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Montville Students Make Gains, Hold Their Own in State Testing

Reading, science, advanced placement and some kids living in poverty all make gains; math, not so much.

Montville Students Make Gains, Hold Their Own in State Testing Montville Students Make Gains, Hold Their Own in State Testing Montville Students Make Gains, Hold Their Own in State Testing Montville Students Make Gains, Hold Their Own in State Testing Montville Students Make Gains, Hold Their Own in State Testing Montville Students Make Gains, Hold Their Own in State Testing Montville Students Make Gains, Hold Their Own in State Testing Montville Students Make Gains, Hold Their Own in State Testing

 

“We’re holding our own,” was a popular refrain offered Tuesday night at the Montville Public Schools Board of Education meeting as school district  administrators gave a summary of how Montville students performed in the CAPT and CMT standardized testing.

Reading, the area the district decided would be its primary focus, something Schools Superintendent Pamela Aubin calls “our big bet,” revealed “great results.”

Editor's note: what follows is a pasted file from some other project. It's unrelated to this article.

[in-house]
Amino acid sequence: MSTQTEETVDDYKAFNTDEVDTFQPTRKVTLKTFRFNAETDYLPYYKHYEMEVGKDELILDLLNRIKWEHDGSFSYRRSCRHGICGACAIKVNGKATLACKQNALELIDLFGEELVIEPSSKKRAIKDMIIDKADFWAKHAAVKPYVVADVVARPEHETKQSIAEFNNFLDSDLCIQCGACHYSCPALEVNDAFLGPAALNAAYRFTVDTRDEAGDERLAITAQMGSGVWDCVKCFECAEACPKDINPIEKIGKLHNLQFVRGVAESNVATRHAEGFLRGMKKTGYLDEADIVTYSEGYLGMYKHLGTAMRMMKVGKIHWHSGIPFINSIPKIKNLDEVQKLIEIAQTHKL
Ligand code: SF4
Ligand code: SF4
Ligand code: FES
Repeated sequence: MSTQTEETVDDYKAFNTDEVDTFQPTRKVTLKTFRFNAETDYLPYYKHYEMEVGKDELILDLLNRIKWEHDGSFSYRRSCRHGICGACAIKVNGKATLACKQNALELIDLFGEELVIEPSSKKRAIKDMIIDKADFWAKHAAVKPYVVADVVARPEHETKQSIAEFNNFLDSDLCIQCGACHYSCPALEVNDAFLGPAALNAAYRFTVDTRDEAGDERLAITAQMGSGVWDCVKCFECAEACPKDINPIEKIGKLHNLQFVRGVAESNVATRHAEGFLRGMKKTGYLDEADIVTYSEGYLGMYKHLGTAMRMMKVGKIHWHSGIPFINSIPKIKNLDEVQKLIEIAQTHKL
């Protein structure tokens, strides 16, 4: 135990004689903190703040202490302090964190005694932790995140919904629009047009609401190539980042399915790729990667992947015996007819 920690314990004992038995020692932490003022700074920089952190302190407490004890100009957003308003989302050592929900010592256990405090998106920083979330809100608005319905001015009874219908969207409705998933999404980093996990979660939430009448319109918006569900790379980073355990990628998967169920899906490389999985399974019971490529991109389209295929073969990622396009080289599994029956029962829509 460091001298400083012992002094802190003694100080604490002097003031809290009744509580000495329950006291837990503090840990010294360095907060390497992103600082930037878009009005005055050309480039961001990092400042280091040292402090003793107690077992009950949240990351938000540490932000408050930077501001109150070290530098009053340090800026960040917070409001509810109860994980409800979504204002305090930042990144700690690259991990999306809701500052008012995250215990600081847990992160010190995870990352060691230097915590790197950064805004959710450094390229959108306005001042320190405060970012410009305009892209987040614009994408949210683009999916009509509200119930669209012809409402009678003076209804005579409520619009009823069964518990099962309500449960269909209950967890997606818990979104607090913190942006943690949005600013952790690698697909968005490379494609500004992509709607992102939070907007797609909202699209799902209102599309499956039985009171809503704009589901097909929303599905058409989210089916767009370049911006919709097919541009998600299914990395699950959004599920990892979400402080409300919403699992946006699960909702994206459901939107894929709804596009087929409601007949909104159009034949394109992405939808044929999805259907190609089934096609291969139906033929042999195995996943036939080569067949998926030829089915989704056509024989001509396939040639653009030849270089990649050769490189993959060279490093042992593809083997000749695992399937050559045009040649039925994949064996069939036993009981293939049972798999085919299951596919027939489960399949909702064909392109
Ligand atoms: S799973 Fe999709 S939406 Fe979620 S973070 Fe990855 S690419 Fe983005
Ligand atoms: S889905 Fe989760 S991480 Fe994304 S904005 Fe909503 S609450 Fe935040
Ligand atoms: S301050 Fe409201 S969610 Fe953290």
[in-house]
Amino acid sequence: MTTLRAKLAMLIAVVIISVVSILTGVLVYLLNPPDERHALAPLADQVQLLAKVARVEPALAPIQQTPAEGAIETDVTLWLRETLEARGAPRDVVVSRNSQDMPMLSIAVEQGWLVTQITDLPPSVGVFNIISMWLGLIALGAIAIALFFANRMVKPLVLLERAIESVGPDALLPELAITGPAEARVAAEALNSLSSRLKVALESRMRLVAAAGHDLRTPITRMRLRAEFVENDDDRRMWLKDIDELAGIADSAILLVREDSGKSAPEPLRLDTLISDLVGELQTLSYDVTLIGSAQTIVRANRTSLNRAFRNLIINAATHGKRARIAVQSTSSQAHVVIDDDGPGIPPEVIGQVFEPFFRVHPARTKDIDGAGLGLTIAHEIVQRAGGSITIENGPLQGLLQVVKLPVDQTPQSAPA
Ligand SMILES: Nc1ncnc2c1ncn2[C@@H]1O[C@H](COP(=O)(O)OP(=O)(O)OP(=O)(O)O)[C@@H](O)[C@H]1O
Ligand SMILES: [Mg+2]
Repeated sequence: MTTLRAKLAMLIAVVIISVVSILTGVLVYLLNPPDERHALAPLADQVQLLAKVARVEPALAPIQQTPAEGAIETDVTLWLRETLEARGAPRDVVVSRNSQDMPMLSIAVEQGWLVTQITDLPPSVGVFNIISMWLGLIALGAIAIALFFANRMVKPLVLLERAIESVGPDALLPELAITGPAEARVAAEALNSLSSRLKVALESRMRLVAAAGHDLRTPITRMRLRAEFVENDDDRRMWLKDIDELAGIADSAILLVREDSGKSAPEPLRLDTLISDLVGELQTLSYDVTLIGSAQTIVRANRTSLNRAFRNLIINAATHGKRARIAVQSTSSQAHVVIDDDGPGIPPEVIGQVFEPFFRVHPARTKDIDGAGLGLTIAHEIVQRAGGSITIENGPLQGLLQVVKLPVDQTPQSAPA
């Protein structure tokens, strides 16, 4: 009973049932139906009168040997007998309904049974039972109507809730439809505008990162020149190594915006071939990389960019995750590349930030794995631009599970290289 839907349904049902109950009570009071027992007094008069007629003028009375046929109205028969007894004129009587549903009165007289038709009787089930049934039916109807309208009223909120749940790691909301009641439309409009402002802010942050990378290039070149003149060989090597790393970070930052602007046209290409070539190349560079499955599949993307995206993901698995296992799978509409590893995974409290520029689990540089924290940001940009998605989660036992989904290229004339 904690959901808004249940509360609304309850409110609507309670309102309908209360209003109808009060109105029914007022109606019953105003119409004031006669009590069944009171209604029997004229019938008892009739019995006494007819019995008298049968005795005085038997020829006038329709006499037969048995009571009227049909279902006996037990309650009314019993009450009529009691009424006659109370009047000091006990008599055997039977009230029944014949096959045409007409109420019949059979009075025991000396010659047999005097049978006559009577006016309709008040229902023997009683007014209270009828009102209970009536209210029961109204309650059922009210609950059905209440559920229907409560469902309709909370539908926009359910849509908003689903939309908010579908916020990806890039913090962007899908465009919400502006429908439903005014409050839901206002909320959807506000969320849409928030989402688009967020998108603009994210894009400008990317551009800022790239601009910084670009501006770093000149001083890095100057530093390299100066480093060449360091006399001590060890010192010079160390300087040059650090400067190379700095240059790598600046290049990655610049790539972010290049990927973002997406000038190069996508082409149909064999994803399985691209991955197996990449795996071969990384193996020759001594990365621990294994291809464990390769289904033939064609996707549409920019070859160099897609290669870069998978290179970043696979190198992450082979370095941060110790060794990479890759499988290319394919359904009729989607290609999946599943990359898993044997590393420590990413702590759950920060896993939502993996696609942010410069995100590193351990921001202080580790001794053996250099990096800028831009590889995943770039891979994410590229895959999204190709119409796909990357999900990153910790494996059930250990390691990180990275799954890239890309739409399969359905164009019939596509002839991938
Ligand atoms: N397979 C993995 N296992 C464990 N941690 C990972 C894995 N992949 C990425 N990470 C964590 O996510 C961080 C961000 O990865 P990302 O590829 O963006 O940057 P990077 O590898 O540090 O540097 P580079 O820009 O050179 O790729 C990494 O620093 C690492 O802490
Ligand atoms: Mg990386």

“This is what we want to see,” said schools assistant superintendent Brian Levesque as he pointed out huge gains in grade six reading on the CMT and “positive growth” in grade four. He said the district is “really making progress” and moved 23 students from the lowest levels up to proficient levels.

In writing, the district is “holding our own,” he said. “We’d like to make some more progress here.”

Mathematics was a different story. Administrators explained that “our focus has been on literacy” and that math, as a result, is not an area where Montville kids are progressing as quickly and consistently as educators would like to see.

Indeed, BOE member Deborah S. Reed-Iler said she was “concerned” that focusing on reading and literacy has left the door open for losses in math.

“(It) concerns me that we focused so much on reading,” she said, We were afraid this would happen and it happened.”

But Aubin pointed out that without literacy and strong reading skills “there’s nothing else.”

“If we try to focus on everything, nothing gets done,” Aubin said.

Levesque said that a new, free math program for first and second grade students is being piloted. 

Several areas showed marked improvements; science, advanced placement and gains in reading for students that receive free or reduced lunch and with the latter, those students in 7th grade actually performed better than their counterparts that do not receive free lunch.

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